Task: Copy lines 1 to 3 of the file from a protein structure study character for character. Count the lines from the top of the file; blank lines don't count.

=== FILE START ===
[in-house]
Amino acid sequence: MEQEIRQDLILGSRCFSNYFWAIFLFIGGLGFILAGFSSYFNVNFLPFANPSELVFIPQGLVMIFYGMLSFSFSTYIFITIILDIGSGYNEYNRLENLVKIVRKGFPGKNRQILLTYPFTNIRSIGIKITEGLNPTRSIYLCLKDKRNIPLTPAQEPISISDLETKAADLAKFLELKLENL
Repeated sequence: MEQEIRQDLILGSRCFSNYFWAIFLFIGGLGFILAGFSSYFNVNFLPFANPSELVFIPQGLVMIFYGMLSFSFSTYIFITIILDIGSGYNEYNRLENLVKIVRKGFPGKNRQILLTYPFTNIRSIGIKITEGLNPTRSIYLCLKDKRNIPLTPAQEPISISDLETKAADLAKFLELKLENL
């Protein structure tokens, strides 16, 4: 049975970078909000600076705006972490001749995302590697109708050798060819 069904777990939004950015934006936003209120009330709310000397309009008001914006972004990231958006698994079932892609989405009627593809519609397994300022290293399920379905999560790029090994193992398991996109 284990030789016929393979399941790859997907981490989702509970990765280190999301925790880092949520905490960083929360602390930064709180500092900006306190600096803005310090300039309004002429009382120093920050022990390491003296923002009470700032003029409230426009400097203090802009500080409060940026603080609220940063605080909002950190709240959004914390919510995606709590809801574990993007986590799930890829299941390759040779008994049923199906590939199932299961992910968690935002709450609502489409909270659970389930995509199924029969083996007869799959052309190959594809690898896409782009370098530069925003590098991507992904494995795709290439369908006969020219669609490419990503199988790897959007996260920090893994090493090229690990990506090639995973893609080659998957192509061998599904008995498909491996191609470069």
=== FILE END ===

[in-house]
Amino acid sequence: MEQEIRQDLILGSRCFSNYFWAIFLFIGGLGFILAGFSSYFNVNFLPFANPSELVFIPQGLVMIFYGMLSFSFSTYIFITIILDIGSGYNEYNRLENLVKIVRKGFPGKNRQILLTYPFTNIRSIGIKITEGLNPTRSIYLCLKDKRNIPLTPAQEPISISDLETKAADLAKFLELKLENL
Repeated sequence: MEQEIRQDLILGSRCFSNYFWAIFLFIGGLGFILAGFSSYFNVNFLPFANPSELVFIPQGLVMIFYGMLSFSFSTYIFITIILDIGSGYNEYNRLENLVKIVRKGFPGKNRQILLTYPFTNIRSIGIKITEGLNPTRSIYLCLKDKRNIPLTPAQEPISISDLETKAADLAKFLELKLENL